Judaism's manner of bridging the gap is different. Instead of a system of judgement independent from a personal will (Karma) there is a sovereign God (YHWH or I am that I am) who reveals himself to the elect (the Jews). It is God who revealed Torah (a set of 613 laws governing public and private life) to Moses and Israel. Though many contemporary expressions of Judaism (conservative, reform, reconstructionist) do not believe in, or care little for, an afterlife with God, maintaining that the present life is the only concern, traditionally Torah has been the bridged the Human-Divine gap, and consequently been the portal to eternal life. Israel is living in holiness when she submits to Torah as God's commandments--then becoming one and bridging the Human-Divine gap, likewise, when Israel does not submit she is characterized as a wayward wife (the book of Hosea).

The salient difference of Christianity is that not only is revelation dependent upon God but the act of bridging the human-divine gap is also. Salvation/Liberation isn't dependent upon one resolving one's own karma, nor is it in found in adhering to a legal code. Salvation/Liberation is found in Jesus Christ. Jesus is recorded as saying (Matthew 5:17), "Do not think that I have come to abolish the Law or the Prophets; I have not come to abolish them but to fulfill them." Christianity maintains that while the law is good man will always fall short of adhering to the law in full, it is as if the human-divine gap is a canyon that no person can jump, thus man needs God to bridge the gap on mankind's behalf. Because of this Jesus the Christ (according to Christian thought: Israel's awaited Messiah) came to take the weight of Israel's and world's sin. That took place on the cross and his death and was fully realized in his resurrection from death. This makes Christianity fundamentally different from the world faiths.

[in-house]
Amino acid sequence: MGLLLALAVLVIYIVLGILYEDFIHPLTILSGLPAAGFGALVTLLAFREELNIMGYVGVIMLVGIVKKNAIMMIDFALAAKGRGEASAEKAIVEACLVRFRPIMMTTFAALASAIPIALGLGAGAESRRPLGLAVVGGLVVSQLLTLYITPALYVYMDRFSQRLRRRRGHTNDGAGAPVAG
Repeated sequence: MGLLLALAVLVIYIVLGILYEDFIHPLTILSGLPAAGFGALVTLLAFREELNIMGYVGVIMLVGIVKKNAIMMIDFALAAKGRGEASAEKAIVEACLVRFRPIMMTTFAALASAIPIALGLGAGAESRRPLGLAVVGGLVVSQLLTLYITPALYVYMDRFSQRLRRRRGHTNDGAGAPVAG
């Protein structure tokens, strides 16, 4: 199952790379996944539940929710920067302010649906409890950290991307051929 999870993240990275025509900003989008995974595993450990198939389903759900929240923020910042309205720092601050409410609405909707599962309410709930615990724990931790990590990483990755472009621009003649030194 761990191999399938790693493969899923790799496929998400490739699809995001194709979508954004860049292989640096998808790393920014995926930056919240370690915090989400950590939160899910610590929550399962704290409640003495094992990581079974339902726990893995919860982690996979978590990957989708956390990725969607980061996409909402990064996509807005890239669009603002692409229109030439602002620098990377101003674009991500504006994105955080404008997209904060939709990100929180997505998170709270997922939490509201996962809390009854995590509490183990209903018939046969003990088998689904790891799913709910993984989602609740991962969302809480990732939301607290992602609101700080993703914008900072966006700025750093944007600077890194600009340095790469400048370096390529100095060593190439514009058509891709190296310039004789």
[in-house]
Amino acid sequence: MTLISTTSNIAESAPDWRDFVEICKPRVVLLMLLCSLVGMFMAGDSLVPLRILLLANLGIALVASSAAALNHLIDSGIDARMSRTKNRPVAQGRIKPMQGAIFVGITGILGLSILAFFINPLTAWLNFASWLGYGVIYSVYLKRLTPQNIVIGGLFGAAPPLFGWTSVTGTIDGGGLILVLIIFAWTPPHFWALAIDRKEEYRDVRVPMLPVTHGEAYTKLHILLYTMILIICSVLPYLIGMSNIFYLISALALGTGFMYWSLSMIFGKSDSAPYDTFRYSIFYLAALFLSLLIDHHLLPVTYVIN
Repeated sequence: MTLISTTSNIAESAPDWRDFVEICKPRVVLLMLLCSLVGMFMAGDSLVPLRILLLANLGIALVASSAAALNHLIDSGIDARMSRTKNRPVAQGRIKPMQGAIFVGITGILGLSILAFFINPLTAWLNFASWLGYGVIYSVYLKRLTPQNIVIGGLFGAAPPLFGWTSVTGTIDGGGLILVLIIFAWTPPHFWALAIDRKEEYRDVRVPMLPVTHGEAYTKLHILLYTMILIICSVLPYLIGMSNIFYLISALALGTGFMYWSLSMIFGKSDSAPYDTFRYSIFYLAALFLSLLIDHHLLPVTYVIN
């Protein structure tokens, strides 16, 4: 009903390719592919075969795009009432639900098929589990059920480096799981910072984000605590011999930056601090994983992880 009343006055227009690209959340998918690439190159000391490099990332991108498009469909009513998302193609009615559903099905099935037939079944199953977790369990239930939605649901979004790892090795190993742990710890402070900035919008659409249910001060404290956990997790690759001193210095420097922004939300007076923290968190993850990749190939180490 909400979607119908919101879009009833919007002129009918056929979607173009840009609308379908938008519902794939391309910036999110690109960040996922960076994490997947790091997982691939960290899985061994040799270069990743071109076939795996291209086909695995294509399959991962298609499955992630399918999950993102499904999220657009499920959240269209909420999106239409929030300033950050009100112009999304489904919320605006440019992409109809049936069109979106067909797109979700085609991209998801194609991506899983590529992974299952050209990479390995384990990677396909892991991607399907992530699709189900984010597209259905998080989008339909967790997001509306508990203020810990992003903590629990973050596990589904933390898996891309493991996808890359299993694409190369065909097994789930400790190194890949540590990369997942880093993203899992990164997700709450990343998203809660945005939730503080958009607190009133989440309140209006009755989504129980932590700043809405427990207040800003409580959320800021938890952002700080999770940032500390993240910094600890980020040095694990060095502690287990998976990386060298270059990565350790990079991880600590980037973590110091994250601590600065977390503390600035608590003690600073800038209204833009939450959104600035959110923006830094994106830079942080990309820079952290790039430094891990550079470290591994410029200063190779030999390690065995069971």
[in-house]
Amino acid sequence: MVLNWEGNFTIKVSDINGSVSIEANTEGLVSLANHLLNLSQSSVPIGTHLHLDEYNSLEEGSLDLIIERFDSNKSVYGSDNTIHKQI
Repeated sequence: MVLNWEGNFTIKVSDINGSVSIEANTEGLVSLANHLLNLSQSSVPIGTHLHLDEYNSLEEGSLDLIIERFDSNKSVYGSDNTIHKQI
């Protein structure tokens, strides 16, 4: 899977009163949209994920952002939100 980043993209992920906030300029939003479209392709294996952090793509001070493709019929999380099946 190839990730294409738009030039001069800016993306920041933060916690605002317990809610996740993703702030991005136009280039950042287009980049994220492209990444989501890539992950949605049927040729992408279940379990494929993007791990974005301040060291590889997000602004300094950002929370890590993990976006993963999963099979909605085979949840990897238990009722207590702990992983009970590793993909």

Post your thoughts. Is this a fair representation of world faiths?


mrteague said...


Well summarized. In On Being a Christian, Hans Kung offers the same conclusion--that what makes Christianity absolutely unique is Jesus Christ (that's after he exhaustively deals with humanism, the similarities of world religions, demythologizing the scriptures, and historical critical scholarship...I'm glad he wrote it and not me...).

mrteague said...

One more...

You have this quote in the booklet I gave you when you moved, but I'll repeat it here for others.

"The crucified and yet living Christ is the concrete summing up of the Christian message and the Christian faith. He is himself the wholly concrete truth of Christianity." Hans Kung

mrteague said...
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mrteague said...

Hinduism promises (if you can call it a promise) absorption into the one, into Brahman. Dissolution of self is the name of the game. In contrast, Christianity conceives of union with God in terms which preserve both individual and corporate identities: "That they all may be one, as you, Fatherare in me, and I in you, that they also may be one in us" (John 17:21)